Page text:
Cultural Studies . Film and TV . Film Philosophy . Politics, Philosophy and Religion

Film Philosophy and the Body in Cinema

David Sorfa
David Sorfa, Managing Editor

Film-philosophy has seen a resurgence of interest in phenomenology, particularly in its existentialist branch as exemplified by the work of Martin Heidegger, Jean-Paul Sartre and Maurice Merleau-Ponty. This is largely because much has been made of the turn to affect in film studies since the early 1990s.

Formative film books that take up this phenomenology and turn their attention to the body include the following.
  • Vivian Sobchack’s The Address of the Eye: A Phenomenology of Film Experience (1992)
  • Alan Casebier’s Film and Phenomenology: Towards a Realist Theory of Cinematic Representation (1991)
  • Laura U Marks’s influential The Skin of the Film: Intercultural Cinema, Embodiment, and the Senses (2000).

Christian Ferencz-Flat and Julian Hanich also give an impressive overview of the entire history of the development of this approach to cinema in their exhaustive introduction “What is Film Phenomenology?” in Studia Phaenomenologica, 16 (2016).

What can you read in Film Philosophy 21.2?
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All four of the articles in Film-Philosophy 21, 2 (2017) take up the problem of bodies in cinema but from rather different angles than those developed in this phenomenological tradition. Patrick ffrench excavates Jean-Louis Schefer’s rather dizzying approach to the “unlived body” and shows how Schefer’s thought resonates with that of Georges Bataille and Gilles Deleuze. Olivia Landry provides us with a detailed and nuanced analysis of Christian Petzold’s Phoenix (2014), in which she explores the disorientation of the traumatised body. Our final two articles specifically discuss the issue of acting in film which is, perhaps surprisingly, a rather unexplored area in film theory. Kjetl Rødje proposes the phrase “actor network assemblage” which combines the thought of Bruno Latour and Deleuze and Guattari to move beyond any strict distinction between actor and camera. Mike Meneghetti opens up a reading of Daniel Day-Lewis’s Bill the Butcher in Martin Scorsese’s Gangs of New York (2002) via a reconsideration of Jean-Louis Comolli’s “Historical Fiction: A Body Too Much” (1978) and its engagement with Jean Renoir’s much criticised La Marseillaise (1938).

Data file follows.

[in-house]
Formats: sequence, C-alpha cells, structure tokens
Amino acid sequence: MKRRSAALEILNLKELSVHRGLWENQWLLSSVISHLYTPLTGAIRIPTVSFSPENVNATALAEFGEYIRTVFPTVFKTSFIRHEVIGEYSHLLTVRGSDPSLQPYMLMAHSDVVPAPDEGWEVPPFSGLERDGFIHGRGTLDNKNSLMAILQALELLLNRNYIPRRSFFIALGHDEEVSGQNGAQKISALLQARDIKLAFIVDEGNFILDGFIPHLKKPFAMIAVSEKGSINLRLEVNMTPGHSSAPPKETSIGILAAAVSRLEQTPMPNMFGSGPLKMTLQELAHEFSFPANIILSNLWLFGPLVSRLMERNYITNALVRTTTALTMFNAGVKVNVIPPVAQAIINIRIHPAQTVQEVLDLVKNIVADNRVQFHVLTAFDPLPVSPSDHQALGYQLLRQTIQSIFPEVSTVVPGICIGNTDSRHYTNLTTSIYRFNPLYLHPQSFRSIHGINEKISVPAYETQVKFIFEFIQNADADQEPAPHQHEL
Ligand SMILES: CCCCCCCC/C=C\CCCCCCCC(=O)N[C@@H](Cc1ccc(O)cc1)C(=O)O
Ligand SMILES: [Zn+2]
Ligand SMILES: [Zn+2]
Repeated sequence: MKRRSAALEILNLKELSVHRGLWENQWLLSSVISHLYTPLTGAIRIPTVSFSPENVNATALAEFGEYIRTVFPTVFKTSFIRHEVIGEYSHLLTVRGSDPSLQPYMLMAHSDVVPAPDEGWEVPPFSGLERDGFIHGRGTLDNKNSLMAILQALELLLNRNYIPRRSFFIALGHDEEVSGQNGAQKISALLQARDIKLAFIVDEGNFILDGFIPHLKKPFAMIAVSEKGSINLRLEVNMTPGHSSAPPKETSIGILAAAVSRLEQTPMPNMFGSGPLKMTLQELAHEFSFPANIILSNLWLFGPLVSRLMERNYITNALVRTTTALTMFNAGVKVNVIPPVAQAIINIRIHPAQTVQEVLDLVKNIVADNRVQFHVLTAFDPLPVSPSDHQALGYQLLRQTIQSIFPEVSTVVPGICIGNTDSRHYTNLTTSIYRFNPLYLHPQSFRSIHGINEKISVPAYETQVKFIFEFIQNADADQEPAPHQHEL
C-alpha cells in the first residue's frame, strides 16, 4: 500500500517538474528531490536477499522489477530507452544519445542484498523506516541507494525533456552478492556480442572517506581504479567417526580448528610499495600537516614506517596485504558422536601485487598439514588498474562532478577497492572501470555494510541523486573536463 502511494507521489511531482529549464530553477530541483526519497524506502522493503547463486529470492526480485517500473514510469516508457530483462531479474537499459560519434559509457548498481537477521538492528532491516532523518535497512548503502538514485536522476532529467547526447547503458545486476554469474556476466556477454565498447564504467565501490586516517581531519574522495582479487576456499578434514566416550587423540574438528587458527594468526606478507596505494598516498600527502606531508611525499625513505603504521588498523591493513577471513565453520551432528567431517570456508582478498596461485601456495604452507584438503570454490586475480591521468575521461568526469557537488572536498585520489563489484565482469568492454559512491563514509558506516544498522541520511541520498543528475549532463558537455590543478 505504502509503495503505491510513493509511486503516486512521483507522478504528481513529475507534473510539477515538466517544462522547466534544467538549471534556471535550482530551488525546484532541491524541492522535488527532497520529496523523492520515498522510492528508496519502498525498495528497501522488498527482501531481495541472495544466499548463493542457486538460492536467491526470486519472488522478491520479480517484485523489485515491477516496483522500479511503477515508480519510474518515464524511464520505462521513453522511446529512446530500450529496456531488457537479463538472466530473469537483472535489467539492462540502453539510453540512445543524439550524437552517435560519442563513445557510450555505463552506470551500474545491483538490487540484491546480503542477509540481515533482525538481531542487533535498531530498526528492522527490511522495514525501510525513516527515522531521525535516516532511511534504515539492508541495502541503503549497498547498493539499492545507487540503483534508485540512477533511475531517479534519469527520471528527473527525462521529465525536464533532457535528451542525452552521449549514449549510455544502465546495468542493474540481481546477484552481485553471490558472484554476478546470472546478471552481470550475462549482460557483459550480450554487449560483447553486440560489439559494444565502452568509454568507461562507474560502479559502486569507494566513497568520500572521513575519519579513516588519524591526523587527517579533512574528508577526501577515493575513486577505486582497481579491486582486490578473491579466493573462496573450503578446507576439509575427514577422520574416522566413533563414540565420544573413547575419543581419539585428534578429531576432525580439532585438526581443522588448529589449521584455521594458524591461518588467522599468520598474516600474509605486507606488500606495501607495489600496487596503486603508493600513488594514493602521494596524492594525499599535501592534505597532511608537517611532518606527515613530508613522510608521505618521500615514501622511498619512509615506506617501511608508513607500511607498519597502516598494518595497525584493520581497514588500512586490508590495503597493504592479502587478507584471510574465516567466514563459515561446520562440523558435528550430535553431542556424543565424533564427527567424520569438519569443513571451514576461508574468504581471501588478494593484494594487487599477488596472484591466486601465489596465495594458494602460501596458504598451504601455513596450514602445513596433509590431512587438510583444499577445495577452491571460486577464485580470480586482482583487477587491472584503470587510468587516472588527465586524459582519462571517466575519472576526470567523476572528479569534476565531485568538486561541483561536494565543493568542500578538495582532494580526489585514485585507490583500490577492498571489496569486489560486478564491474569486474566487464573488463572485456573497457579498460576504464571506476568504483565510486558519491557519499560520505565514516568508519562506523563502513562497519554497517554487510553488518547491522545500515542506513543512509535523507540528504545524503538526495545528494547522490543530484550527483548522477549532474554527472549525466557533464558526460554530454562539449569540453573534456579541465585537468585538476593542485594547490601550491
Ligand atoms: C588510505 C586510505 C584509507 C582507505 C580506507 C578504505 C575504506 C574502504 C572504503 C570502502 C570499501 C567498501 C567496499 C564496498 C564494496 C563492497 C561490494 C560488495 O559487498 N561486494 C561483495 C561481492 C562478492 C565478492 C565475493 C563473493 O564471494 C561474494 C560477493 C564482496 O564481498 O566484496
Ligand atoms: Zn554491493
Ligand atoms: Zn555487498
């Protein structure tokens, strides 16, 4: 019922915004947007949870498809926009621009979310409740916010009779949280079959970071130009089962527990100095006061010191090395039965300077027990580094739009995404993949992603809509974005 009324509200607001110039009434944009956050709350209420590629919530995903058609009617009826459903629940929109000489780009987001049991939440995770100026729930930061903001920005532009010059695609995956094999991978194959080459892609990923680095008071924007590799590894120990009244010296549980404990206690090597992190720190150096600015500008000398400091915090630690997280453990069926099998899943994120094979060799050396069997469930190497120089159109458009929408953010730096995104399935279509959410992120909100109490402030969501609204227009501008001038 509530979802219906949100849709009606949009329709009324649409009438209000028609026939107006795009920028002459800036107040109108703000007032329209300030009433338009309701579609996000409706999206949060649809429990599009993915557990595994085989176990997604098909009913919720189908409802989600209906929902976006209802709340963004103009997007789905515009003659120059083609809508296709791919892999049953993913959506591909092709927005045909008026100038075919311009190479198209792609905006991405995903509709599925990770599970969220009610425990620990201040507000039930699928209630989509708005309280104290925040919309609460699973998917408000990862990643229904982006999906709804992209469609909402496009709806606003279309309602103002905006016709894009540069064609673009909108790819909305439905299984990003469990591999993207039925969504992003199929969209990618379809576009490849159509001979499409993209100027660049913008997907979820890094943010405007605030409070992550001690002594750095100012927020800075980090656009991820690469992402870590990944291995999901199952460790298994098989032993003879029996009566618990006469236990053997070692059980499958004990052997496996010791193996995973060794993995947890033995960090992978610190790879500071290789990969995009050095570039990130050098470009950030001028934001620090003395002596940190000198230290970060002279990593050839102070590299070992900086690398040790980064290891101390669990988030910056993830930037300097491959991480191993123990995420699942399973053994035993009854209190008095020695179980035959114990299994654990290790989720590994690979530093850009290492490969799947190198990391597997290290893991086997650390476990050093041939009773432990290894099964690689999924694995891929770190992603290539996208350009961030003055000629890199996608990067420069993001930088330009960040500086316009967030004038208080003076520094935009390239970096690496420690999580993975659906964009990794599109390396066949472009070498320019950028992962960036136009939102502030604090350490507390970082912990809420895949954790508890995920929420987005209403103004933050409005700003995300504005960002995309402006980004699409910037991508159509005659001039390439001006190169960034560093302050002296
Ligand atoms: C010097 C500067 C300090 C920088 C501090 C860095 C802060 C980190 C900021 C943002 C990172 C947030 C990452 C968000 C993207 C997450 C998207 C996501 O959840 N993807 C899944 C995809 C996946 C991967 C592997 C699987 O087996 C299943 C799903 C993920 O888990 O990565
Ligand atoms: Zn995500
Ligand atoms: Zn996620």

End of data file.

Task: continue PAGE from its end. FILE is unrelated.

The relationship between the fictional bodies of characters and the real bodies of actors is expressed in the apparatus of cinema and we hope that this issue lights up new routes for further explorations of the body and of the actor in film-philosophy.

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Film Philosophy, edited by David Sorfa, is open access and therefore available to all, online – browse the journal.

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